Lists: To-dos, Illustrated Inventories, Collected Thoughts, and Other Artists' Enumerations from the Smithsonian's Archives of American Art
From the weekly shopping list to the Ten Commandments, our lives are shaped by lists. Whether dashed off as a quick reminder or carefully constructed as an inventory, this humble form of documentation provides insight into its maker's personal habits and decision-making processes. . Artists' lists uncover a host of motivations, attitudes, and opinions about their work and the work of others. This work presents almost seventy artifacts, including "to do" lists, membership lists, lists of paintings sold, lists of books to read, lists of appointments made and met, lists of supplies to get, lists of places to see, and even lists of people who are "in." It’s a unique firsthand account of American cultural history that augments the biographies of some of the most celebrated and revered artists of the last two centuries.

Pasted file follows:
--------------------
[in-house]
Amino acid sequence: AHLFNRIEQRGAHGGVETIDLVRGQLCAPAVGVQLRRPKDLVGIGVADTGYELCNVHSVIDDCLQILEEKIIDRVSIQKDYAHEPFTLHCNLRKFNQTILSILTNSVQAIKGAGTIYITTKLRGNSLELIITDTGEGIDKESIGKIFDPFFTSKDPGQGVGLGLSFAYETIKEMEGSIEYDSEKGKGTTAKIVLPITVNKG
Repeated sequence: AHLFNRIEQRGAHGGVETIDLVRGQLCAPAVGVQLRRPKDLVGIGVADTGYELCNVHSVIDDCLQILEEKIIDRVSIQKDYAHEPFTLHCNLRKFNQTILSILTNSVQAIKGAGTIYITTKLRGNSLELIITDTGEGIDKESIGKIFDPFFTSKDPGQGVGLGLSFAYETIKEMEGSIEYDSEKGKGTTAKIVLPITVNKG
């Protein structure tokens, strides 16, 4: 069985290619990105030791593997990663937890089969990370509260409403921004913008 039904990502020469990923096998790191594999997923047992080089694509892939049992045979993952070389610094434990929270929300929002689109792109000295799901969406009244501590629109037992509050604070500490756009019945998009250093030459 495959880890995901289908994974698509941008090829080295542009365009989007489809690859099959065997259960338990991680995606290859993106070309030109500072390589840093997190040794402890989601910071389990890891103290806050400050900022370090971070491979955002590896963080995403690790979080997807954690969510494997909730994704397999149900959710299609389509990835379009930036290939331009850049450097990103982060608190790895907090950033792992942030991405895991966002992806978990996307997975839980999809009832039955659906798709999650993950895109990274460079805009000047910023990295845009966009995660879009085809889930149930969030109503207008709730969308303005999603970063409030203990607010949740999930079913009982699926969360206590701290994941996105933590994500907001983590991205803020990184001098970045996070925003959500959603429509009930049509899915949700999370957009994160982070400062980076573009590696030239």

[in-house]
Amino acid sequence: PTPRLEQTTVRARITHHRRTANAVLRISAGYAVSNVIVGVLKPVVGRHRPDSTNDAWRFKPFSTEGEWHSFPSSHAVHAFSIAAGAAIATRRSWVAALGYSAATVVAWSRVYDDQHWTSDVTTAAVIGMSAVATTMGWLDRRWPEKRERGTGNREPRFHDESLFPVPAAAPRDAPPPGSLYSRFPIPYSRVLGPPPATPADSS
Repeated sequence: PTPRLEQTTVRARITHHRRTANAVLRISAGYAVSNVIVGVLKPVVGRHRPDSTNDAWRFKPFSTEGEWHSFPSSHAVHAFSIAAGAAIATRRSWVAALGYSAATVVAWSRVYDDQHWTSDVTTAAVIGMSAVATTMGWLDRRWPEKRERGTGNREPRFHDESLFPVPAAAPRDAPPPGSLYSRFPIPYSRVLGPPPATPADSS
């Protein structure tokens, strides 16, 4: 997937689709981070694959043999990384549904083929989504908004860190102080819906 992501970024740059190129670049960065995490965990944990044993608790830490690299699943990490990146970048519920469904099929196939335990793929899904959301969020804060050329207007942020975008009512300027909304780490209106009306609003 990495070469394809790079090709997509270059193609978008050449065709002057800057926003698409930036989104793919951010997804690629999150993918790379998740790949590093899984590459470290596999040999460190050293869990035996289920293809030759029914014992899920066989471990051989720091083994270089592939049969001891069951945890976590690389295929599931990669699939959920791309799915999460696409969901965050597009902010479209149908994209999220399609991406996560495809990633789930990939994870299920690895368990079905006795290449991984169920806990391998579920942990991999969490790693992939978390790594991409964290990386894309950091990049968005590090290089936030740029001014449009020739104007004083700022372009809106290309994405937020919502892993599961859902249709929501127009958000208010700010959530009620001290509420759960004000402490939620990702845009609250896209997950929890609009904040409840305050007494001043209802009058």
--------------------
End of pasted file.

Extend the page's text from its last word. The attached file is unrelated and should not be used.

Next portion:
Many of the lists are historically important, throwing light on a movement or event; others are private, providing an intimate view of an artist's personal life. Pablo Picasso itemized his recommendations for the Armory Show in 1912; architect Eero Saarinen enumerated the good qualities of the then New York Times art editor and critic Aline Bernstein, his second wife; and sculptor Alexander Calder's address book is a veritable who's who of the Parisian avant-garde in the early twentieth century. Also among the artists represented areVito Acconci, Leo Castelli, Joseph Cornell, Hans Hofmann, Franz Kline, Willem de Kooning, Lee Krasner, Reginald Marsh, H. L. Mencken, Pablo Picasso, Ad Reinhardt, Eero Saarinen, Robert Smithson, and N. C. Wyeth.